Bribery…..I Mean Rewarding

The stand off. The point where your child looks at you and says, “I quit, I can’t go on, or I can’t do this!” I sat my fifty-two pound pack on the ground from exhaustion, sat down on a log lying next to the trail and just looked at my son in bewilderment. How could he just stop, again, for the tenth time, and tell me that he could no longer continue down the trail?

 

The setting: You have secured permits for 5 days of backpacking with two friends and your child. You have assessed your child and know that he/she can physically handle the challenge of 5 days in the backcountry with the miles/elevation planned out. Your backpack is packed to its capacity as to take on all necessary gear needed for the two of you in the backcountry. On day 1, you wake up at 4 am, to meet the rest of your group at the trailhead after three hours of driving. As you unload your packs from the car, throw them on your backs and make adjustments, your child looks at you and says…..I can’t, I just can’t. WHAT!!!!!!! Let’s fast forward this adventure two hours and 2.5 miles/1000 elevation gain down the trail and your child takes a break for the 100th time stating “I can’t go on and attempts the greatest acting job of exhaustion.”  Over the course of trail, I had slowly removed gear from his pack to lighten his load incase pack weight was the catalyst to desire to just quit. So, what do you do now if the pack weight is reduced, your child is plenty hydrated and has continued to snack but no longer wants to go on?

For the purpose of this example, my child was fully capable, had the stamina and determination to complete this trip, however in the first two hours, he wanted to just quit. I say this to note that the first solution was not to turn around even though it is a viable solution. At times we do turn around, even when we have longingly wanted to hike a particular trail or climb a particular peak. However, based on the conditions, trail, his abilities and mine, turning around did not need to be the immediate solution. So where do you go from here?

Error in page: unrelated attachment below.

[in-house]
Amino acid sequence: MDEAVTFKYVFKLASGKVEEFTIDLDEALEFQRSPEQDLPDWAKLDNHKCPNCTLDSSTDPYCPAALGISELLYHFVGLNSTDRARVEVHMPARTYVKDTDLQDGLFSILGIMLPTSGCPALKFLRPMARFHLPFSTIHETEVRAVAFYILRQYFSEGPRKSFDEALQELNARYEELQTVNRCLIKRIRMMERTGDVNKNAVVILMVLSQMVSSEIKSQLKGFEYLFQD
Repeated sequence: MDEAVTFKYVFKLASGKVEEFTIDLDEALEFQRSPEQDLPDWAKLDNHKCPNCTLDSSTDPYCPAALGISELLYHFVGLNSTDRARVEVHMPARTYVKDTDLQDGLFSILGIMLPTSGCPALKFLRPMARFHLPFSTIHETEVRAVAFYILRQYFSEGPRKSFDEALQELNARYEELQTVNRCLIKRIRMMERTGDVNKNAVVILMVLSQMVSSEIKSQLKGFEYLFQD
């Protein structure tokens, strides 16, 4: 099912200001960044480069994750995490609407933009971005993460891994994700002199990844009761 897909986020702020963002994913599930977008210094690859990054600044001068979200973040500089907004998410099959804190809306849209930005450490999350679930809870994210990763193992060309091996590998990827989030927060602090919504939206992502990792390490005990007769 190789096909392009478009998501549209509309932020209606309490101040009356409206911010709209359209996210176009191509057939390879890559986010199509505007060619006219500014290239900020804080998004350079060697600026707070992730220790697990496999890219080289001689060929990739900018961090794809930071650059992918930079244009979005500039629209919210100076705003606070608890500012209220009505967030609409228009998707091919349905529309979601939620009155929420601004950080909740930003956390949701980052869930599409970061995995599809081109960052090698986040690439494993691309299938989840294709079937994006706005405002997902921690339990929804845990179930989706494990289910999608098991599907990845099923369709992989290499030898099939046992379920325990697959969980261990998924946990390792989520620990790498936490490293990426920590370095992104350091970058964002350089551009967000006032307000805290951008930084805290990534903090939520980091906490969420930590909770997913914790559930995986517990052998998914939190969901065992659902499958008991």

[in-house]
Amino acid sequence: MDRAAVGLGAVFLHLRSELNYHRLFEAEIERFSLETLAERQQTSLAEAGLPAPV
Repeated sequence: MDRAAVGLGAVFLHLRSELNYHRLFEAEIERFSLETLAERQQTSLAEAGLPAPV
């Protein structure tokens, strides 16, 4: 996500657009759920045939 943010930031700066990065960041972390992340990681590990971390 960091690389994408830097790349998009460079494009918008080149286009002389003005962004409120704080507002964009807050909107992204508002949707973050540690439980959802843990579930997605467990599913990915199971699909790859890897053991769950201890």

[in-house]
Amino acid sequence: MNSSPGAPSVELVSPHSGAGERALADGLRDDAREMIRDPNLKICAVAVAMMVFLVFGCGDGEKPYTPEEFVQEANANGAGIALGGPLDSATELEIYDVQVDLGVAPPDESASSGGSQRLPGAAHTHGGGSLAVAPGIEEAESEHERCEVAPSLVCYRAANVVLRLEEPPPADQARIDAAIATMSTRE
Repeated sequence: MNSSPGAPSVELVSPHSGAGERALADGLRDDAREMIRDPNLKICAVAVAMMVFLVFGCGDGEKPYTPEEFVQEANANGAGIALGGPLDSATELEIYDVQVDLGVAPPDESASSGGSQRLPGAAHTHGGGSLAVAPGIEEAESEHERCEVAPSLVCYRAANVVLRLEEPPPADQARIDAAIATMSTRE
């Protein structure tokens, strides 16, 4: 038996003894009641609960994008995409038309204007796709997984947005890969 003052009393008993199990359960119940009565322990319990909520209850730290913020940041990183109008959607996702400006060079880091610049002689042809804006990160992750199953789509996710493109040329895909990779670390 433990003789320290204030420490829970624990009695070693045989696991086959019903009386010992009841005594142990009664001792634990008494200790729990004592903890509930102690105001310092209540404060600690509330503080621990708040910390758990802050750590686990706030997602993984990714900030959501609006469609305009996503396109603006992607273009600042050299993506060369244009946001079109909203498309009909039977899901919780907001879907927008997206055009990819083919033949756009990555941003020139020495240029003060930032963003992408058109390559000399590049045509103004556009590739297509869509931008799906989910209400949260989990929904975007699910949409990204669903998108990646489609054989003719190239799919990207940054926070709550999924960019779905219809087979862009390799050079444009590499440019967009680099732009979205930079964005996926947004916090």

I shamefully call it bribery but one educator clarified it to me by stating, “it’s not a bribe, it’s a reward.” Though I laugh, I don’t necessarily buy into that ideal entirely. However, if I want to feel like a good parent on the trail, I just repeat it over and over to myself. Personally, it is a tough call. I’m not trying to bribe my child to hike….otherwise, why are we doing this. However, if I persuade my child into completing day one’s itinerary or to complete the trip, he/she may be proud of the accomplishment or excited about the really unique experience. And after all, I want to teach my child to persevere and to learn that hard work and sweat pay off. Personally, I also wrestle with the idea of whether a child needs a bribe or reward to complete a task. My perspective is that I am guiding the next generation and just completing a task doesn’t always result in a reward. Then I find that I am overthinking the entire concept and start over.